I’ve pretty much stopped browsing Steam for games these days because of the sheer volume of trash that’s on that platform. I mean just a casual glance through new/upcoming titles and it’s 100 different variations of some strategy game, anime game, anime strategy game, etc etc etc.

IMO they should make it so the first $5000 of your product is held by Steam and if you break past the $5000 in sales on a game then you get the normal cut/deal (or really whatever number based on game performance).

Alternatively what I’d like to see is a “Indie Game” part to Steam that’s sectioned off/cordoned off from the normal Steam and if it does well enough in the Indie Game area it could be showcased in the normal Steam area. But right now it’s just awful.

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Arnold Hendrick

Excellent suggestions, Arktouros. Let’s hope Steam adopts them soon, rather than flailing around with overly simplistic answers to a complicated problem.

Nathaniel Downes
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Nathaniel Downes

The sales are not how these scammers are making their money.

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Modrain

$5000 was ridiculously high, but $100 is ridiculously low. For comparison, that’s the same entry price than a developer license to publish on Apple’s App Store, which is not known to be a sanctuary of qualitative software.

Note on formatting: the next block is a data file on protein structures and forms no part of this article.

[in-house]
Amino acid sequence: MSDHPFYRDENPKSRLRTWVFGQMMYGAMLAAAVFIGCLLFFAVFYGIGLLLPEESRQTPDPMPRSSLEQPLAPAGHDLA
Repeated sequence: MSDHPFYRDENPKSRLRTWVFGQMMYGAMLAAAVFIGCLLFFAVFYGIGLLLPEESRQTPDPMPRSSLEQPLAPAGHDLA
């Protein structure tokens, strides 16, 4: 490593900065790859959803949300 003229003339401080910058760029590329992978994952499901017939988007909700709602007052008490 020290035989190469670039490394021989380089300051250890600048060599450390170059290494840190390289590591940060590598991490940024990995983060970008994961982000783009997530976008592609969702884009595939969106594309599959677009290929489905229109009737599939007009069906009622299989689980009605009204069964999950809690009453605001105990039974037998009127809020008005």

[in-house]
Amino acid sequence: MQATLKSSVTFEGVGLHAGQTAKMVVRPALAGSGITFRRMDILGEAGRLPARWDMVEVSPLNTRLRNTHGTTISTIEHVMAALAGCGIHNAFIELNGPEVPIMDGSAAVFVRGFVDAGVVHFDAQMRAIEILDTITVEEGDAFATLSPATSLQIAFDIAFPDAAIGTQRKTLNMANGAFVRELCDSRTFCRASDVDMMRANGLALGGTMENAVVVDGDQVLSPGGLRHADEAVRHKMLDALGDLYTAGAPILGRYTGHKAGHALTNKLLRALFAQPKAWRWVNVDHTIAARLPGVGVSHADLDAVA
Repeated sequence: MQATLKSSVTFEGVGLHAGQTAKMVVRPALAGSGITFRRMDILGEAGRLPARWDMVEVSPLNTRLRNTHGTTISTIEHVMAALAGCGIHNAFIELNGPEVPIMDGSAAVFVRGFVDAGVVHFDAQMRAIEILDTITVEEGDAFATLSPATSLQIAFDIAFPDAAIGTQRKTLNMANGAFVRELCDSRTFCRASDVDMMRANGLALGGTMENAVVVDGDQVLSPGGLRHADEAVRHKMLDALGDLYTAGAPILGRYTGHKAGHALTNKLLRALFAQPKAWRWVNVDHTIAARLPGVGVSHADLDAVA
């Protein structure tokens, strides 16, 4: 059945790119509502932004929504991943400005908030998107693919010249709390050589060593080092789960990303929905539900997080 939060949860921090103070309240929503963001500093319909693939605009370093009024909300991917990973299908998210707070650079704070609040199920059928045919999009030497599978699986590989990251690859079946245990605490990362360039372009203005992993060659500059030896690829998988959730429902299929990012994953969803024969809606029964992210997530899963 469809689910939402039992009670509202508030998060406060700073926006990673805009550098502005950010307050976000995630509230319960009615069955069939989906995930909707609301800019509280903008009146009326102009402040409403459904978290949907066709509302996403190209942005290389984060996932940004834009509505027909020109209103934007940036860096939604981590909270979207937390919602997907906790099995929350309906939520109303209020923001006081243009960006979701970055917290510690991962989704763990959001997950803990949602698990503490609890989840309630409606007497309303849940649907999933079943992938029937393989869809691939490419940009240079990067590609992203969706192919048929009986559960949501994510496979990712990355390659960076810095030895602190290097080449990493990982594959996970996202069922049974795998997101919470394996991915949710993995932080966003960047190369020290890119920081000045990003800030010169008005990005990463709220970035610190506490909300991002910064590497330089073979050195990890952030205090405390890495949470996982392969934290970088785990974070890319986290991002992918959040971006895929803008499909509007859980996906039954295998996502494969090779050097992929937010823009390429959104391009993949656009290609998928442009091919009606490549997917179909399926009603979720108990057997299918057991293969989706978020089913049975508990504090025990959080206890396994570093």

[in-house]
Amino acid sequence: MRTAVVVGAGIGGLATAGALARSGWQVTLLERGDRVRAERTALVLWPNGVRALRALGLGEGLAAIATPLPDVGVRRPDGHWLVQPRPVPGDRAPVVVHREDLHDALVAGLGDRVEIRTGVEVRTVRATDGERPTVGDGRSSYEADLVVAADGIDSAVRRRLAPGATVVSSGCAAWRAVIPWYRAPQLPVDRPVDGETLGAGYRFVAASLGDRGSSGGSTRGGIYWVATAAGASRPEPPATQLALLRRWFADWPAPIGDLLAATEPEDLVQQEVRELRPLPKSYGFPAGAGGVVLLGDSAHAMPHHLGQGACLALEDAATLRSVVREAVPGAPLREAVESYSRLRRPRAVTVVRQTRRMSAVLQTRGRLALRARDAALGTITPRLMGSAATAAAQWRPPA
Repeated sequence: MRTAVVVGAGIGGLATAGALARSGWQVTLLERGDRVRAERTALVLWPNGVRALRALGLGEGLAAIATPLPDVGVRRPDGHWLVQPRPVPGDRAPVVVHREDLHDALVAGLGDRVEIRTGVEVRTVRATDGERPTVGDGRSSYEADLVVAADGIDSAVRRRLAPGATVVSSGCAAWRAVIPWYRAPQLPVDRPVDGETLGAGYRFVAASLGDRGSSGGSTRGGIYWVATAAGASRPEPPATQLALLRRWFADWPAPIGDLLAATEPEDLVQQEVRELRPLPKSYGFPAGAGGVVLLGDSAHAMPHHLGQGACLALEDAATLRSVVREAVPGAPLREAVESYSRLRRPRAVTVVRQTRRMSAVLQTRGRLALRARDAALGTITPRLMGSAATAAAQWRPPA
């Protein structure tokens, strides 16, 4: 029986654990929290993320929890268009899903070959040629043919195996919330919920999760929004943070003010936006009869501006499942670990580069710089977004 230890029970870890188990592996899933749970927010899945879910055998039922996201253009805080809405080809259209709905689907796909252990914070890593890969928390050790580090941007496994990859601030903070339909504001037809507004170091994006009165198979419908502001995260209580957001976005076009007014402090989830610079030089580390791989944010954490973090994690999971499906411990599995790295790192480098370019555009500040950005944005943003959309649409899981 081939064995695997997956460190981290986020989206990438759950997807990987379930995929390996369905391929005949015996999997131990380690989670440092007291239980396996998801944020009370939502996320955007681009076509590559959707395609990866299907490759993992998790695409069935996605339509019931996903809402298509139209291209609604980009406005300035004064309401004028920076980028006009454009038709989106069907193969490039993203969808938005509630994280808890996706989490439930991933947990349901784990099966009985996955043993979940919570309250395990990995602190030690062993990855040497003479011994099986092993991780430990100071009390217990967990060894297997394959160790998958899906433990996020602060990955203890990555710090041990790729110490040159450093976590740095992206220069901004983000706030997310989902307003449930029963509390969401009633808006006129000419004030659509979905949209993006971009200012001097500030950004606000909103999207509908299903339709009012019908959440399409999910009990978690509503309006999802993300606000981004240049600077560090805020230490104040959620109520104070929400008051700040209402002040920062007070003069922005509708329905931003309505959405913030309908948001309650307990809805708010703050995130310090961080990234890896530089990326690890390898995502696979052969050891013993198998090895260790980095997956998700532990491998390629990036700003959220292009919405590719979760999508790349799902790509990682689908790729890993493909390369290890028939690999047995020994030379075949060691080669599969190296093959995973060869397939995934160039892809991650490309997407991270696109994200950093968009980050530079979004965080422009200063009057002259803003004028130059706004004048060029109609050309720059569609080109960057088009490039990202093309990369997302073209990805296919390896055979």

Considering that Steam takes 30% of your revenues on each sale, if you’re ready to give up such an amount of money, then $100 is most likely nothing.

semugh
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semugh

you need to pay apple 100 USD per year for dev license.
google only asks for 25 USD and that’s for life.
steam’s 100 USD per game might be ok. We will see.

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Schmidt.Capela

If I understood it correctly, the Steam fee being recoupable means that if you sell enough copies of the game (I’m guessing about $350 worth of sales) you get what you paid back.

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BalsBigBrother

/ shrugs I just play games and don’t really care one way or another.

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Arnold Hendrick

Steam is the main way people shop for and find PC games, from AAA products to Indie efforts. When developers put years of work and worth millions of dollars of time into a product, it’s discouraging to see it buried amid piles of trash. Who wants to sell a product in a trashy store?

Similarly, as a player, when I search through Steam games, I want to find good deals on great games. I don’t want to sort through hundreds of scam products supported by piles of robo-generated thumb-up reviews.

Anyone who has finished building a good product should be willing to pay $500 to $1,000 for placement on Steam. Even a modest Indie effort that reaches the finish line should be able to manage that. If an Indie group literally has no money at all, if the product is playable and of potential interest to Steam games, a kickstarter campaign should easily generate $500 or $1,000.